How To Remove Installed Packages From A Specific Repository In CentOS, Fedora

Remove Installed Packages From A Specific Repository

This is the sequel of our previous article titled “how to install packages from a specific repository”. As the name implies, this guide describes how to remove installed packages from a specific repository from command line in Linux operating systems. In GUI mode, we could do this with couple mouse clicks. Since, I always prefer CLI mode, I have given the instructions only for CLI mode. Read on.

Remove Installed Packages From A Specific Repository

On RHEL, CentOS, Scientific Linux:

In YUM-based systems such as Red Hat and its clones like CentOS and Scientific linux, we can remove installed packages from a specific repository using command as root user:

yum remove $(yum list installed | grep epel | awk '{ print $1 }')

Sample output:

Loaded plugins: fastestmirror
Resolving Dependencies
--> Running transaction check
---> Package dnf.noarch 0:0.6.4-2.el7 will be erased
---> Package dnf-conf.noarch 0:0.6.4-2.el7 will be erased
---> Package dnf-plugins-core.noarch 0:0.1.5-3.el7 will be erased
---> Package epel-release.noarch 0:7-9 will be erased
---> Package libcomps.x86_64 0:0.1.6-13.el7 will be erased
---> Package python-dnf.noarch 0:0.6.4-2.el7 will be erased
---> Package python-libcomps.x86_64 0:0.1.6-13.el7 will be erased
--> Finished Dependency Resolution

Dependencies Resolved

==========================================================================================
 Package Arch Version Repository Size
==========================================================================================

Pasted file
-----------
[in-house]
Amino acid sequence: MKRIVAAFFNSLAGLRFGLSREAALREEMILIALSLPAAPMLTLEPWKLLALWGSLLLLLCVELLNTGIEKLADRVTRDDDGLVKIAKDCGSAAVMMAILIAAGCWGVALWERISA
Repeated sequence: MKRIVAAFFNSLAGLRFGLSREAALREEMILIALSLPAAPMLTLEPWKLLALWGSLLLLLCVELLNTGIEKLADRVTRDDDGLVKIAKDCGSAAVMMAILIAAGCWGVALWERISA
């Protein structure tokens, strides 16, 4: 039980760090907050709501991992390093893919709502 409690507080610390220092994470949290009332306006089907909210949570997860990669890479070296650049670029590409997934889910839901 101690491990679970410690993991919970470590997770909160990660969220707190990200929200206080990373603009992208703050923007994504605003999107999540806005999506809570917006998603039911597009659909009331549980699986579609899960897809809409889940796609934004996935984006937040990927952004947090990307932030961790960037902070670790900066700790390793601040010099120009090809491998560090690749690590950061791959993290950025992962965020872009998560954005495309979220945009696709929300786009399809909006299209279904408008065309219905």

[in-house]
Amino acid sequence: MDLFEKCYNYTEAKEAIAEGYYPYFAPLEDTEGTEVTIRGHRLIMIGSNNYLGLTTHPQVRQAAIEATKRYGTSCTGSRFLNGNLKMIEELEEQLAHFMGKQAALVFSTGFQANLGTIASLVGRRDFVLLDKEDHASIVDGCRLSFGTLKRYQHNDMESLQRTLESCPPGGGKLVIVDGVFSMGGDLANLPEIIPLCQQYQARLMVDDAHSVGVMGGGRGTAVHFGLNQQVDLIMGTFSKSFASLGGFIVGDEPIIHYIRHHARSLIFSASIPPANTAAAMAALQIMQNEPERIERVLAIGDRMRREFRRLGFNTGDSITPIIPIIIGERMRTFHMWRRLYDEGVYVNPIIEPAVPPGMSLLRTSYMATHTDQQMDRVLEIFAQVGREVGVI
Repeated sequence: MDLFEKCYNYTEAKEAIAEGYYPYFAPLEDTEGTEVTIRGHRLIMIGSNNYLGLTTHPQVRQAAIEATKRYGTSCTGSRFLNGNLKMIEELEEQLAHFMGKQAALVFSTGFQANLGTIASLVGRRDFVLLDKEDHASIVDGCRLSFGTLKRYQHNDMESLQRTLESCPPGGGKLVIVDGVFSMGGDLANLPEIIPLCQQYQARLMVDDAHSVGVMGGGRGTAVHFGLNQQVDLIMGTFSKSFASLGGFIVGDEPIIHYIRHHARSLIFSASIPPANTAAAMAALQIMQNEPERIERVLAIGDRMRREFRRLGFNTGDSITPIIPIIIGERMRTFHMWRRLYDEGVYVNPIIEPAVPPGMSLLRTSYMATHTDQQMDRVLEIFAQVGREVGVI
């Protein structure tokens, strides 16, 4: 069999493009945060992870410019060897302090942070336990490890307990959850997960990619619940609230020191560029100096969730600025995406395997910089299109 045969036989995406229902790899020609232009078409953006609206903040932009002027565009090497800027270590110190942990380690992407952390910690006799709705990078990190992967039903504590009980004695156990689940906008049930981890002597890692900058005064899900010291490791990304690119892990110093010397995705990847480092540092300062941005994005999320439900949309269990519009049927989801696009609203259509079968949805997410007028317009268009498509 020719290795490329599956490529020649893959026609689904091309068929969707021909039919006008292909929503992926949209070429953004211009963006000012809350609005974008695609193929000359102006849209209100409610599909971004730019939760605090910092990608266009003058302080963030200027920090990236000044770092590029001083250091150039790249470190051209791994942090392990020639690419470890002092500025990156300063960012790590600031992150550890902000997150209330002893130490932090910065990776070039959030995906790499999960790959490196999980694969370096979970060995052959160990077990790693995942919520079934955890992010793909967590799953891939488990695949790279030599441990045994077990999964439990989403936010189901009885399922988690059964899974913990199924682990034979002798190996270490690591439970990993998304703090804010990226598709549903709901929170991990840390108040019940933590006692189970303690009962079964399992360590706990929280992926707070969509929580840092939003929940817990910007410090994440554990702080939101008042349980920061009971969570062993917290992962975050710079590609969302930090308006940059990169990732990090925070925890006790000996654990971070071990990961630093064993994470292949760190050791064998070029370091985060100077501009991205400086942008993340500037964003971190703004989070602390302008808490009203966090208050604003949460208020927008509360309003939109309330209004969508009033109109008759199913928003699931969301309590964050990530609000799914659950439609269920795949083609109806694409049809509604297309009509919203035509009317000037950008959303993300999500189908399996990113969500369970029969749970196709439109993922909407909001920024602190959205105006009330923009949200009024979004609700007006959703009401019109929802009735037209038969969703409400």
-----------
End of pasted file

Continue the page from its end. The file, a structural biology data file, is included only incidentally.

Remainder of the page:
Removing:
 dnf noarch 0.6.4-2.el7 @epel 652 k
 dnf-conf noarch 0.6.4-2.el7 @epel 29 k
 dnf-plugins-core noarch 0.1.5-3.el7 @epel 167 k
 epel-release noarch 7-9 @epel 24 k
 libcomps x86_64 0.1.6-13.el7 @epel 202 k
 python-dnf noarch 0.6.4-2.el7 @epel 1.8 M
 python-libcomps x86_64 0.1.6-13.el7 @epel 140 k

Transaction Summary
==========================================================================================
Remove 7 Packages

Installed size: 3.0 M
Is this ok [y/N]:

The above command will remove all installed packages from EPEL repository along with all dependencies. Also, it will remove the EPEL repository itself.

If you want to remove the packages only, not the dependencies, enter the following command as root user:

rpm -e --nodeps `yum list installed | grep epel | awk '{ print $1 }'`

Please be mindful that the above command will not ask any confirmation while removing the packages.

On Fedora:

In Fedora, you can uninstall all packages from a specific repository using the following command as root user:

dnf repository-packages <repo-id> remove

Example:

dnf repository-packages zyga-snapcore remove

Sample output:

Last metadata expiration check: 0:05:43 ago on Fri Jun 23 15:37:20 2017.
Dependencies resolved.
==========================================================================================
 Package Arch Version Repository Size
==========================================================================================
Removing:
 lz4 i686 r131-1.fc23 @fedora 322 k
 snap-confine i686 1.0.40-1.fc23 @updates 80 k
 snapd i686 2.14-1.fc23 @zyga-snapcore 17 M
 squashfs-tools i686 4.3-11.fc23 @fedora 405 k

Transaction Summary
==========================================================================================
Remove 4 Packages

Installed size: 18 M
Is this ok [y/N]:

Here, zyga-snapcore is the repo id of Copr repository for snapcore owned by zyga..

The above command will remove dependencies installed from other repositories. If you want to remove only the packages, not the dependencies, just run:

sudo rpm -e --nodeps `dnf list installed | grep zyga-snapcore | awk '{ print $1 }'`

To find out the repository ID, run:

dnf repolist

Sample output from Fedora system:

Last metadata expiration check: 0:07:39 ago on Fri Jun 23 15:37:20 2017.
repo id repo name status
*fedora Fedora 23 - i386 38,811
*updates Fedora 23 - i386 - Updates 18,174
zyga-snapcore Copr repo for snapcore owned by zyga 11

Read the following guide to find out the repository ID in various Linux distributions.

And, that’s all for now folks. Hope this helps. If you find our guides helpful, please spend a minute to share them on your social, professional networks and support OSTechNix. More good stuffs to come. Stay tuned!

Cheers!

Thanks for stopping by!

Help us to help you:

Have a Good day!!

You may also like...